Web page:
NEW EDITORIAL: Italy in Copenhagen. That is almost how you feel when you meet the Marfil-brothers. See how they dress and read what they have to say about their impeccable style. 

All photos by Victor Jones.

When we first noticed the two brothers our thoughts immediately went to Italy. The country that invented no-show socks. The country where all men wears a blazer and a shirt. Where men do not wear sneakers. The two brothers, David and André, with roots coming from the Philipines, which explain the edgy look they both have, is almost like pot and pan. And they admit that. They have a admirable relationship with each other and both enjoy to think about what to wear – and how to pair the different style components. We hooked up with the cool cats to create an editorial and of course asked them about how come they actually dress the way they do.

Guys, it’s pretty obvious that you don’t dress like most Danes. Tell us a bit about how this dressing style started for you?

We’ve always been focused on the way we dressed. Before we were more into a laid back street style, wearing sneakers, snapbacks, colorful oversized flannel shirts and such. Remembering being inspired by hip-hop musicians and skate culture, our style evolved around comfy colorful pieces not always in the “right fit”, but we liked it that way.

Wearing skinny jeans, plimsolls, skull beanies and knee-high socks took the same amount of effort as our style does today. We put a lot of thought to it, but our focus was mostly on the clothes, not necessarily dressing accordingly to our personal values and ideals like today. Today there’s a certain amount of coherence between the way we express ourselves style wise and the personal values that lies behind.

And how long have you dressed like this?

We started engaging this way of dressing about 4 years ago. With that being said, we started  off easy, taking small steps by combining shirts with pullovers and slowing wearing more accessories such as ties, bow ties and so forth. To begin with, dressing this way was a bit intimidating, because we knew that it wasn’t a common thing to dress like we do, especially in the small town we grew up in.

Being brothers, having a blog together, dressing the same way etc. You seem pretty close connected. How come?

Since we can remember we’ve always been very close. Despite the four year age gap we always seemed to get along well, and always have had the same interests, hobbies, taste in music and food in common. Our relationship has also been a driving force in the projects we’ve engaged together. Being sartorial partners in crime is a great factor whenever we’re doing things.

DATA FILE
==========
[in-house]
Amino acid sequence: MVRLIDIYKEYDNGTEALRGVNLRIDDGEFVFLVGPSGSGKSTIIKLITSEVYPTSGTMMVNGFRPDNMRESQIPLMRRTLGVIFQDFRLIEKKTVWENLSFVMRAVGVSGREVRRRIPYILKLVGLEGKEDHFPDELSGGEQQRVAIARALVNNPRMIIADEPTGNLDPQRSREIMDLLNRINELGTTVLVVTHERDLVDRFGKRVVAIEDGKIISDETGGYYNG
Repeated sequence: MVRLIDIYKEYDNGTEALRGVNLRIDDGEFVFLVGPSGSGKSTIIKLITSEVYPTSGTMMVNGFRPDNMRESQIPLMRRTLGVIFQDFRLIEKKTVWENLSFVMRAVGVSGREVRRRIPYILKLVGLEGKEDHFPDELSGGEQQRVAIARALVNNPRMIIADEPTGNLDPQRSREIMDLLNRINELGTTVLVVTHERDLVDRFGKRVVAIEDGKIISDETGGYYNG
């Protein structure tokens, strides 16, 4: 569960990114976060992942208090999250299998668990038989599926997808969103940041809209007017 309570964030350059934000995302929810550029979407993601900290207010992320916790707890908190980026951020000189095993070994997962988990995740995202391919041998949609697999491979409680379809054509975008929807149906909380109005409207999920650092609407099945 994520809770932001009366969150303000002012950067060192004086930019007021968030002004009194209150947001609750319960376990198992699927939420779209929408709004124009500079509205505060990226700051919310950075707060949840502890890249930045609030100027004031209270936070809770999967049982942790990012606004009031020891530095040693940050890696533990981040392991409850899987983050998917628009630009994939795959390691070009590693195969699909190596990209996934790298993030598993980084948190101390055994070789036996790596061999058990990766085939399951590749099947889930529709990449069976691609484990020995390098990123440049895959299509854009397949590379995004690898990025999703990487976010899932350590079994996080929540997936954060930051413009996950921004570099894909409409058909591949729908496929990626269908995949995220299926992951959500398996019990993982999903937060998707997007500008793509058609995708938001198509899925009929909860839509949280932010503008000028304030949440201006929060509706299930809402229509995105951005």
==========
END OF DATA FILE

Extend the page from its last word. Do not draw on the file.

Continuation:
Why we’ve always been so close, probably has something to do with the way we were raised as kids. Our mother made a great deal out of teaching us the privilege of having a sibling. A lot of it can be traced back to the family in the Philippines, where family values is prioritized on a whole other level.

Tell us a bit about what your Philippine roots means for you?

We have a close connection to our Filipino heritage, even though we only visited The Philippines 7 or 8 times throughout the years. Our Filipino heritage really means the world to us and we take a lot of pride of being able to add Filippino values to the equation. Being able to experience a culture totally different from the Danish gives an extraordinary amount of perspective to the lives we live in Denmark. For us Filippino culture is about loving thy neighbor, humbly approaching your environment with an open welcoming mind and being grateful.

These two amazing cultures give us an unique way of viewing and experiencing life, whether it’s regarding work, studies, our projects or just daily situations. Being granted with the opportunity to combine values of both worlds truly is a gift.

Favorite things in your wardrobe?

Tough question… Hmm. it’s always hard to pick out favorites, because what defines favorite? Is it the most used item or is it the item with most affective value?

Our first Trashness shirts represents great affection, because Trashness sort of kickstarted our interest in classic menswear. Back then, Trashness hosted a menswear blog, that opened our minds to dressing this way. Viewing men dressing well, not necessarily for a specific job or function, but just for the joy of it, sparked something that later turned out to be our passion for classic menswear. Later they became our first sponsor.

And then there is our two 7-ties from Al Bazar di Lino Ieluzzi. The legend himself represents the elegance of Italian sartorialism. André had the honor of meeting him in the year 2016, in his Milan-based shop. For us, 7-ties represents the apex of the Italian way of dressing classic; simple, elegant, functional and flamboyant without being too loud.

Any advice for those who want to dress a bit more flamboyant, but can’t seem to find the courage?

Be bold! Find your personal style, and take small steps at first. It’s super cliché but the same thing goes for a lot of other things that may seem intimidating in life. Having an open mind is a great way to experience things and stumble upon matter that you normally wouldn’t. The journey doesn’t seem that far and dangerous when cutting it down into smaller bits.

A good way to begin is to establish a fundamentally strong wardrobe. Basic items, that can be matched into a ton of outfits; navy & grey trousers, black & brown shoes, blue & white shirts. A navy blue blazer will go with almost anything, so make sure that one is locked in. From there you can start adding some of the more flamboyant things like tassel loafers etc. To quote Andrew Weitz: “Everyone so scared… Don’t be scared.